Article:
The basal ganglia, a collection of subcortical nuclei, have long been implicated in both motor function and dysfunction. It has been proposed that the basal ganglia form a centralized action selection circuit, resolving conflict between multiple neural systems competing for access to the final common motor pathway formed by the brainstem and spinal cord. Numerous computational models have shown how the basal ganglia’s internal circuitry seems configured to act as a selection mechanism.
This tutorial will introduce the model of Gurney et al (2001a,b), which has formed the basis for a successful line of further models. We will use it to illustrate how to move from the neuroscience data to a model, the design choices involved in modelling, and the practicalities of coding and testing that model. In particular we will look at how this model epitomises the “middle-out” approach of simultaneously combining biological constraints (“bottom-up”) and functional hypotheses (“top-down”).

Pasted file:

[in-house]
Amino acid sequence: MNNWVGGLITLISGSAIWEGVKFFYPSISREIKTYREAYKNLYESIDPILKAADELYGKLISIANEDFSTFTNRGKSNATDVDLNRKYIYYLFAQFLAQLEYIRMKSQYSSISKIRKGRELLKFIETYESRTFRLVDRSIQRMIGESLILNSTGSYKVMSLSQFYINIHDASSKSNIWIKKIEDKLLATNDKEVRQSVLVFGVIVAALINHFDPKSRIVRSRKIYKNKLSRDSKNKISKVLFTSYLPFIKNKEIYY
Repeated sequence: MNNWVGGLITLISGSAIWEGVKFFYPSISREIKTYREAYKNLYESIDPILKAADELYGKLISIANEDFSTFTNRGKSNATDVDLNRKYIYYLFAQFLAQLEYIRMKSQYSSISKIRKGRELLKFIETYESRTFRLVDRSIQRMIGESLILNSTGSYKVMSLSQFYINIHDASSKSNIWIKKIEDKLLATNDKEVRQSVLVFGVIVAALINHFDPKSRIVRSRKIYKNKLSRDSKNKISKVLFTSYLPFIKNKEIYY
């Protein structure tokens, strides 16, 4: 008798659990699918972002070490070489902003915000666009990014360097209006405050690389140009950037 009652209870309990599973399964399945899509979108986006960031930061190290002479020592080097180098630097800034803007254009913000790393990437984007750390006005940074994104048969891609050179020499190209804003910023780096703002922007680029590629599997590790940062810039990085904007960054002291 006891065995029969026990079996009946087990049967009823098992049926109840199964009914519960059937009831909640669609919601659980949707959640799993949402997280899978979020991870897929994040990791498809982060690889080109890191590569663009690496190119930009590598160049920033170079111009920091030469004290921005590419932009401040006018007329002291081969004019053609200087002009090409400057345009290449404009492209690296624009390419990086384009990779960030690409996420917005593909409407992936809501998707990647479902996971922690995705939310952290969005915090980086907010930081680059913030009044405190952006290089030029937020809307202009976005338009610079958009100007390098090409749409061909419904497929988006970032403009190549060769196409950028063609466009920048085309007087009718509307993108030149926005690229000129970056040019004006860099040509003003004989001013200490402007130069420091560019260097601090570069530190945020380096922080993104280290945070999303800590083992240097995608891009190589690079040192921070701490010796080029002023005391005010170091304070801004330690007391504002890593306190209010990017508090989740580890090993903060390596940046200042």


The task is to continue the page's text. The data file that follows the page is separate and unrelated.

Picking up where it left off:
Following this, we will look at how such a model can spawn a series of successors, through either extending the scope of the neural system included or developing the model at further levels of detail.
Gurney, K.; Prescott, T. J. & Redgrave, P. (2001a) A computational model of action selection in the basal ganglia I: A new functional anatomy Biological Cybernetics, 85, 401-410
Gurney, K.; Prescott, T. J. & Redgrave, P. (2001b) A computational model of action selection in the basal ganglia II: Analysis and simulation of behaviour Biological Cybernetics, 85, 411-423
Humphries, M. D. & Gurney, K. N. (2002) The role of intra-thalamic and thalamocortical circuits in action selection. Network, 13, 131-156
Humphries, M. D.; Stewart, R. D. & Gurney, K. N. (2006) A physiologically plausible model of action selection and oscillatory activity in the basal ganglia J Neurosci, 26, 12921-12942